Photographers are always in search of what wecall the good light. I remember when I was having my portfolio reviewed by SteveMcCurry and we came upon an image that I had taken in, shall we say, less thanstellar light. It was harsh, horrible light, to be exact. Even though McCurry isworld renowned for his color work, his comment carries over into black-and-whitephotography as well. Capturing good-quality light and controlling it to create a strong image requiresunderstanding the role light plays in a black-and-white world.
Light is instrumental increating highlights and shadows contrast , which allows us to identify forms, shapes,lines, and texture. Not all light is created equal, and different times of the day willprovide different quality and duration of light. Many photographers seek out thegolden hour. The golden hour, or those first or last few hours of light during thebeginning and end of the day when the angle of the sun is low, provides an excellentopportunity to photograph shadows, silhouettes, and subtle textures.
Afternoon sun can be harsh and many photographers try to avoid it altogether,especially for portraits, but this is an excellent opportunity to look for shadows beingcast by vertical structures. Often, these shadows take on a life of their own and canbe very well defined. Look for shadows from inside struc-tures where the bright sunlight is creating lines and forms from the architecture thatsurrounds you.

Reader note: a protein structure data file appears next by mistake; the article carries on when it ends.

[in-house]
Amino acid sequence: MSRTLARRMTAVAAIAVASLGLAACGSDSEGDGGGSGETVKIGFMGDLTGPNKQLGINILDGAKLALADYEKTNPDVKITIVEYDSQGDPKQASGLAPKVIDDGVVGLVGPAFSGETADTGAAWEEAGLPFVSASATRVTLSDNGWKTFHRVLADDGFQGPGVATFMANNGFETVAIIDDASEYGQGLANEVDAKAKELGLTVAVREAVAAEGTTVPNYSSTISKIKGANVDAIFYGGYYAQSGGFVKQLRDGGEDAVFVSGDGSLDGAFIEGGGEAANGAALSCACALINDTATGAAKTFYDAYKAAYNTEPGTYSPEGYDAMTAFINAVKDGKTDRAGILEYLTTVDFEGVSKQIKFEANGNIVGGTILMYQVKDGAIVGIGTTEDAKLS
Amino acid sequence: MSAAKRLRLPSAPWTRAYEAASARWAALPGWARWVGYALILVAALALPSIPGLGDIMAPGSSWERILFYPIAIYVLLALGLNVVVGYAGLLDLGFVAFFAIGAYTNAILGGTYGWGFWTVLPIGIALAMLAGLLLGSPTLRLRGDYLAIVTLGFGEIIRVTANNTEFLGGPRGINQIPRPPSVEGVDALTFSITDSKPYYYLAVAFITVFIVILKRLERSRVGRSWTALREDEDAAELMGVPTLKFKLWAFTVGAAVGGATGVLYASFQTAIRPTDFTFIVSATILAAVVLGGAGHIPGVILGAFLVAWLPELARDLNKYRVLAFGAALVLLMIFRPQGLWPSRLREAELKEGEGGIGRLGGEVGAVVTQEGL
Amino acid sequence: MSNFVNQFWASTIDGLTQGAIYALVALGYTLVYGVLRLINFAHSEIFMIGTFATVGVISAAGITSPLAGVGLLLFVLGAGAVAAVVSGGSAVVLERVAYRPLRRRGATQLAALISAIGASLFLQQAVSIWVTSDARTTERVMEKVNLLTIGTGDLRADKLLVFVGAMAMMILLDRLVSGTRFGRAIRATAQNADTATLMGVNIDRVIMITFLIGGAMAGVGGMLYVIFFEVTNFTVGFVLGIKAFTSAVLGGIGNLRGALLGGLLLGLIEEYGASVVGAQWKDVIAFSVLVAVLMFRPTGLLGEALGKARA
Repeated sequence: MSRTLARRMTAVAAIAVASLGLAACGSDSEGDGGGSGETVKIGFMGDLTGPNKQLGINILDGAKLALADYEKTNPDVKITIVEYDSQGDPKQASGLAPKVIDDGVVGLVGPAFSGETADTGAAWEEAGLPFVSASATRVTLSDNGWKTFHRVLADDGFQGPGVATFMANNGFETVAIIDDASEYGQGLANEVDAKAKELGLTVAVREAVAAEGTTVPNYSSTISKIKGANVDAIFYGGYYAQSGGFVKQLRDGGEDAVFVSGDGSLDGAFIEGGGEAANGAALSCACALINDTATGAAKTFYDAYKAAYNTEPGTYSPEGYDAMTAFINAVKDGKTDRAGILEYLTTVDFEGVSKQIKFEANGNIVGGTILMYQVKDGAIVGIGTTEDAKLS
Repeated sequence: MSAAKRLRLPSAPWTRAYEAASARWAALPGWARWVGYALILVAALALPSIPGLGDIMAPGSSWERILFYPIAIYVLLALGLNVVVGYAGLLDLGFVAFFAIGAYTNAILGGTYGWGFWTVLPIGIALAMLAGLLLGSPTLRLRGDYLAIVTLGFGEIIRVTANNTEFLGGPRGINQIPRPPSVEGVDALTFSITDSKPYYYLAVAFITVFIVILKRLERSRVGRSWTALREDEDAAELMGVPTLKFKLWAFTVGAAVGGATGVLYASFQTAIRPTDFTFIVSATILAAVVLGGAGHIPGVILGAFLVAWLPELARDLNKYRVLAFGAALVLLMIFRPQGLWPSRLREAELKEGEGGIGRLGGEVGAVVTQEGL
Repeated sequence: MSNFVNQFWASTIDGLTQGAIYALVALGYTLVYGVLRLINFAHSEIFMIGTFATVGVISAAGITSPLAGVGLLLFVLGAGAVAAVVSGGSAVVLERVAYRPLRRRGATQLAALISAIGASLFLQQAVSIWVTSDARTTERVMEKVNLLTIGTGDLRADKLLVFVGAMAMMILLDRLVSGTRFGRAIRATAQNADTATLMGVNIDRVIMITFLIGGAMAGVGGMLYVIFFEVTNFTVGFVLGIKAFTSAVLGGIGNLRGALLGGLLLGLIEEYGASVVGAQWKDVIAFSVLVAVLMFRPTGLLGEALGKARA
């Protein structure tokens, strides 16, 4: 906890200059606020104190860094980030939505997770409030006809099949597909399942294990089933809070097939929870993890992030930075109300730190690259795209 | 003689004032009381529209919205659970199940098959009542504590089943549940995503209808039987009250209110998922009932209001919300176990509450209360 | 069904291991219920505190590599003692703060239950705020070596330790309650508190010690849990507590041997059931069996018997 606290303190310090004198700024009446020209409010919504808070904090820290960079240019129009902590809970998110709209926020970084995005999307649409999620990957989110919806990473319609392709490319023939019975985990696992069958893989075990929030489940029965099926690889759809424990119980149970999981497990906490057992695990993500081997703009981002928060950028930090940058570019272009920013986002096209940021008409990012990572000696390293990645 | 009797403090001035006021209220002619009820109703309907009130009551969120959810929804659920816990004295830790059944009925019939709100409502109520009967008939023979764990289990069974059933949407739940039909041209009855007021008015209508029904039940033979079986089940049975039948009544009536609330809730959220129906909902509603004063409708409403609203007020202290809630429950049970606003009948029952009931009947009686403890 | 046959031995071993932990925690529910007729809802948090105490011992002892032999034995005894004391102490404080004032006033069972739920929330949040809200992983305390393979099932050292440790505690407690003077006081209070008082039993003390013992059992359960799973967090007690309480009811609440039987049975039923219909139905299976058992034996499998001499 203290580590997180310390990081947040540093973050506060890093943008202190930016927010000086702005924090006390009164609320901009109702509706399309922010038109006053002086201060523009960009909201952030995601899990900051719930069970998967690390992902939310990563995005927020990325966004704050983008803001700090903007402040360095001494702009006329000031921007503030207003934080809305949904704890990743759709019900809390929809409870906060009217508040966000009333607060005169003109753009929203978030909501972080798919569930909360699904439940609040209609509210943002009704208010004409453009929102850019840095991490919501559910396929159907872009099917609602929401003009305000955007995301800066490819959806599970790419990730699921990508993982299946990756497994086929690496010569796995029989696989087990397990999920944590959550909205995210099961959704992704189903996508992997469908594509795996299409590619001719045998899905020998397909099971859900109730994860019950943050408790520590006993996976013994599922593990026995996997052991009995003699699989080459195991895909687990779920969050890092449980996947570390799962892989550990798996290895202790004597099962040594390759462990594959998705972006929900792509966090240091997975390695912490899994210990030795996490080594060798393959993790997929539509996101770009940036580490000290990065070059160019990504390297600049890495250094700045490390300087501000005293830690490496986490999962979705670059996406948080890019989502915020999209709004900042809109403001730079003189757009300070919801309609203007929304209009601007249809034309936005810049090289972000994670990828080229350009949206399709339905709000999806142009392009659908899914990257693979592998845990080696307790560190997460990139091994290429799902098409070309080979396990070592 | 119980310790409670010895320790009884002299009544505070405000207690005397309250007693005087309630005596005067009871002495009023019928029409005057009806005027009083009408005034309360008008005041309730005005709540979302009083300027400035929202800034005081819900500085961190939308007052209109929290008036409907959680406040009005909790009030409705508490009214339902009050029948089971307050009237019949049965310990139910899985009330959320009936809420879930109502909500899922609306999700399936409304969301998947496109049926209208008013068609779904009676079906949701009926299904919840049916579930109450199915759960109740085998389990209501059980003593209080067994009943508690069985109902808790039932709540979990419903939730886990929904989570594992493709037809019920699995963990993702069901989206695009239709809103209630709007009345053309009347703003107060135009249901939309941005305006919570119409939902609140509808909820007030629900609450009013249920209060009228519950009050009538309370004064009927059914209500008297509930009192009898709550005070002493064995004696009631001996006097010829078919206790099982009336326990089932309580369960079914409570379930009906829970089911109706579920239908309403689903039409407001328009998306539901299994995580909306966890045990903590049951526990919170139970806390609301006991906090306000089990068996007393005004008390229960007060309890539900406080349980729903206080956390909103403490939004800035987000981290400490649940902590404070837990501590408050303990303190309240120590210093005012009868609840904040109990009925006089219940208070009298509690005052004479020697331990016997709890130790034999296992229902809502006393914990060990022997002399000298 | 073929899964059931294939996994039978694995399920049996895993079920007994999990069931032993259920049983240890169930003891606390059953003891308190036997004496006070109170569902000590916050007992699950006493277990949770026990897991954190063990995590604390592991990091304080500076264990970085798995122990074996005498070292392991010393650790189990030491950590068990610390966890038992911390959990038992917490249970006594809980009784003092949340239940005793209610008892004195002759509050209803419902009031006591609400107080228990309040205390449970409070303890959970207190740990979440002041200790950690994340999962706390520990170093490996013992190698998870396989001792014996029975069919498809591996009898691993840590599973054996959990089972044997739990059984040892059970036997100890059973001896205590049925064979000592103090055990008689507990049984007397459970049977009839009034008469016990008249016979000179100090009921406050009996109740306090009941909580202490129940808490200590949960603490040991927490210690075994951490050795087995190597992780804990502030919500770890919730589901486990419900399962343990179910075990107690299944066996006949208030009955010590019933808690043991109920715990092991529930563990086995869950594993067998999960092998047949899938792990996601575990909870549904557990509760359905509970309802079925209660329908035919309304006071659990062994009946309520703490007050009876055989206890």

I was in Paris visiting the Louvre when I noticed a building with a long corridor thatwas flooded with light. Once I stepped back into the shadows of the hallway I fell inlove with the repeating patterns and the way the shadows filled the chamber aroundme Figure 2. The pillars create a nice line for our eyes to follow and add depth tothe image.
The arches provide a feeling of elegance and strength. ISO sec. Whenshooting architecture, I like to look forstrong lines and shapes that are comple-mented by shadows that pull our eyesthrough a frame.
This style of black and white works well when trying to convey soft,happy, or content moods. Technically it requires the photographer to slightly overex-pose the image while maintaining just enough contrast, or dark areas, to allow forshape and form.
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An easy way to identify such images is via the histogram. A high-key imagewill have a histogram that stacks up to the right. This image was taken in the studio using two lights with a white background Figure 2.
FIGUrE 2. Such an image is great for creating dramatic moods or a feeling ofsuspense. A photographer needs to pay special attention to the use of shadows whencreating a low-key image. I wanted toconvey what I wasfeeling at the timeand that eerie feel-ing that someonewas watching me. Theshort version is that a histogram is a two-dimensional representation of your image ingraph form Figure 2.